One of the oldest and trusted services.

In the modern age where internet technology, social media and informational apps reign supreme the Vanuatu Broadcasting Television Corporation (VBTC) is investing AUD$12 million in upgrading its national radio service through its shortwave and medium wave (AM) service.

VBTC chief executive officer, Francis Herman says In Vanuatu many of the villagers do not receive television transmissions and currently only 30% receive radio transmissions. 

Radio Vanuatu is the only viable means of reaching Vanuatu’s rural population.

With the new upgrade that coverage will increase to 100% right across the 80-plus Islands of Vanuatu, connecting the country.

As listed by the United Nations, Vanuatu is one of the most disaster-prone countries in the world and regularly experiences earthquakes, cyclones and floods.

Information is crucial during these events.

Shortwave radio is an essential complement to Vanuatu’s national radio service due to its far reaching capabilities even when the power, internet or local networks are down.

Technology commentator Peter Marks said “Shortwave comes from over the horizon it will continue to work even when local conditions are difficult like extreme weather that might knock out local FM and AM stations and internet,” 

 

A cost effective way to reach the population of Vanuatu to deliver important messages.

VBTC chief executive officer, Francis Herman says “Radio as you know is cost effective, people can pick it up on their phone, in the villages where television can not reach, radio is the companion for people,” .

“We have general elections in March next year, we are about to head into the cyclone season beginning in November and so its important, it’s crucial that the people of Vanuatu can get access to a reliable and credible broadcaster,” Mr Herman said.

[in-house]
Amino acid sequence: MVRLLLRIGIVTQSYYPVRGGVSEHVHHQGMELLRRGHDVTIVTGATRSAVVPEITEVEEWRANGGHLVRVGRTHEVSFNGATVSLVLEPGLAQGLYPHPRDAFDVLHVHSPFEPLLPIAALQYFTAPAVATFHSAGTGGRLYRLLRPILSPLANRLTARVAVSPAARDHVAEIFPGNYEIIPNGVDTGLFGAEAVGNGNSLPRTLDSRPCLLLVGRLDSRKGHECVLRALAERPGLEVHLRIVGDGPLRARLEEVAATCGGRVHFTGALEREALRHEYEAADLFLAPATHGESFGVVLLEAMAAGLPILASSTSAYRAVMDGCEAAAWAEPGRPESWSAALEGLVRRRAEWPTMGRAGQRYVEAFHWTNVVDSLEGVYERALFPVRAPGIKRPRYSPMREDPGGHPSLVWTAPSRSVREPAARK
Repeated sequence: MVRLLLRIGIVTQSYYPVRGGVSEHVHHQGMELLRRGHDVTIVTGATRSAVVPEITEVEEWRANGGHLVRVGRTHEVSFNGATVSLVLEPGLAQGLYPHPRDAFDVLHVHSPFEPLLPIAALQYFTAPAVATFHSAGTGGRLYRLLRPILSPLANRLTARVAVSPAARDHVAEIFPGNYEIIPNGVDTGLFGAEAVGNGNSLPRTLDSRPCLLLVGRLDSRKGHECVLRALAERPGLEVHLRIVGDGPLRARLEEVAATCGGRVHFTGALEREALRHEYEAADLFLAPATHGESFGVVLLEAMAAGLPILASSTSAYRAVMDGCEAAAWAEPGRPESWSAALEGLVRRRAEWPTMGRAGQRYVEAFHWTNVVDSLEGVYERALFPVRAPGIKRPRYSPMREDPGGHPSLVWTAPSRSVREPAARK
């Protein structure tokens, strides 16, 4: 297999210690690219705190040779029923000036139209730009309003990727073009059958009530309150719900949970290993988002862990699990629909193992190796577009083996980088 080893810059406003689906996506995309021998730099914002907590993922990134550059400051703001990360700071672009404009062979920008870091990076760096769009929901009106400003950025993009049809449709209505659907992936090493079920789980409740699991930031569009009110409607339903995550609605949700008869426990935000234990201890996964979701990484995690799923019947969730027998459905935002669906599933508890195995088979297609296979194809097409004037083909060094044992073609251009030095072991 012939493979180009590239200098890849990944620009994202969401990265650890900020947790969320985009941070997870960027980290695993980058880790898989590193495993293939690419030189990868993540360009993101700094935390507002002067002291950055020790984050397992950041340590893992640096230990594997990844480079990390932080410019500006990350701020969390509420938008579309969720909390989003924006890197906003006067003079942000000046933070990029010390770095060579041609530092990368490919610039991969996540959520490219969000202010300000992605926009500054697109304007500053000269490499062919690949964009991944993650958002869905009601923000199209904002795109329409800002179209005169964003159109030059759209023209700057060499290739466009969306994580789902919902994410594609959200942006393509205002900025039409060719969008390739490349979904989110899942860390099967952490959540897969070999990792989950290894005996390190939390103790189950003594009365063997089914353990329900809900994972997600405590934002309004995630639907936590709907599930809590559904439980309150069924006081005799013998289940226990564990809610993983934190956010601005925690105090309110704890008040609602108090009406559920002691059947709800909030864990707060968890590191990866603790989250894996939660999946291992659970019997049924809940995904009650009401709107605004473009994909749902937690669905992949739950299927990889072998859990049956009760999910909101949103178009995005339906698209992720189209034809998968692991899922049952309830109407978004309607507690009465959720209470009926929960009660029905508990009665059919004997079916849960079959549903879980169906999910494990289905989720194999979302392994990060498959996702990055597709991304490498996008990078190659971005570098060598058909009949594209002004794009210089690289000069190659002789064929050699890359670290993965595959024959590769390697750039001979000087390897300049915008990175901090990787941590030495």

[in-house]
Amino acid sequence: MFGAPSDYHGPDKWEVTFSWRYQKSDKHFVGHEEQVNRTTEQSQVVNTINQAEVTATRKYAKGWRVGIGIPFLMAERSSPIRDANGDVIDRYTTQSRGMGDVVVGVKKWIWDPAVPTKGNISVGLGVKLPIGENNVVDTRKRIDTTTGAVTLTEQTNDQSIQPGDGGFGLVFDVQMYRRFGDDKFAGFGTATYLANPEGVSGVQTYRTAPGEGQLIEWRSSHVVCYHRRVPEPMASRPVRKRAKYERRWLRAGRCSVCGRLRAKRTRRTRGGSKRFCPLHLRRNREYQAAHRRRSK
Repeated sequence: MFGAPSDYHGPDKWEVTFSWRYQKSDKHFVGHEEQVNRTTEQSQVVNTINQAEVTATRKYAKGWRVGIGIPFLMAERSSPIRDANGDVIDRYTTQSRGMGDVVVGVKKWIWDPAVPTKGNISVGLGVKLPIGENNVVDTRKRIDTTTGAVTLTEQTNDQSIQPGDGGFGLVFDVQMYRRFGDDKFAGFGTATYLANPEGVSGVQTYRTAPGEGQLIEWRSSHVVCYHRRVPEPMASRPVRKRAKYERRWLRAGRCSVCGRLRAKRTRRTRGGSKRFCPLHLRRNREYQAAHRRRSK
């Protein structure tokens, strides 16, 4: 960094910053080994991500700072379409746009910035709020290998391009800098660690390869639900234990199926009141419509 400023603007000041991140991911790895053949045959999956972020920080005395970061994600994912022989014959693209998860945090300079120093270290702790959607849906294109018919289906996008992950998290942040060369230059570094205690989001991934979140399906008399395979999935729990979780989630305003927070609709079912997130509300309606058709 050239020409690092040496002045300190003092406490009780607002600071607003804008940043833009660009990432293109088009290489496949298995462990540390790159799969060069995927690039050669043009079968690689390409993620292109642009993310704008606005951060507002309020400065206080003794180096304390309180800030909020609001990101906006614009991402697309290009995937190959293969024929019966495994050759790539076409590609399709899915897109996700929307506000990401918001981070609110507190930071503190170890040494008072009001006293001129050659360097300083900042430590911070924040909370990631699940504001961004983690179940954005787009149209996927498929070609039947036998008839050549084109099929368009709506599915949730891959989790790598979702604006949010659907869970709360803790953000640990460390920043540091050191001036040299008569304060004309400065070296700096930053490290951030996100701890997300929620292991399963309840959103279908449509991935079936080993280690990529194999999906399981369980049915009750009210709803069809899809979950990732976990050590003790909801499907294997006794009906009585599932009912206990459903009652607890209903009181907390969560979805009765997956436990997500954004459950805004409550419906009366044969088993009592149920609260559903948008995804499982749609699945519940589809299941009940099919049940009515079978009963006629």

This is why investing in a national shortwave service is even more important than ever even in the modern age.

 

Radio Vanuatu can be found at. 

RADIO FREQUENCY 
MEDIUM WAVE1125KHZ
SHORTWAVE3945KHZ (NIGHT TIME)
7260 KHZ (DAY TIME)
FM100 MHZ (VILA & SANTO)
98 MHZ (TANNA & SANTO)

Radio Vanuatu features a morning show with Dorinda Mabon from 5:30am till 9am

Marie-Noelle Kaltak hosts the mid morning show and evenings are hosted by Florence Vanua.

Do you currently listen to Vanuatu radio? We would love to see your listeners report.

Comment on the post below or email to hello@tecsunradios.com.au

Images via Radio Vanuatu website.

Over the past eight weeks we have been running a competition to win a Tecsun PL880 radio. The purpose of the competition was to generate excitement around the capabilities of shortwave and promote Radiogram to budding amateur radio enthusiasts.

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Want to see your decoded radiograms featured on our website?
Remember to tag @TecsunRadios and #DecodeToWin!

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Want to see your decoded radiograms featured on our website?
Remember to tag @TecsunRadios and #DecodeToWin!

Read more

Want to see your decoded radiograms featured on our website?
Remember to tag @TecsunRadios and #DecodeToWin!

Read more

Want to see your decoded radiograms featured on our website?
Remember to tag @TecsunRadios and #DecodeToWin!

Read more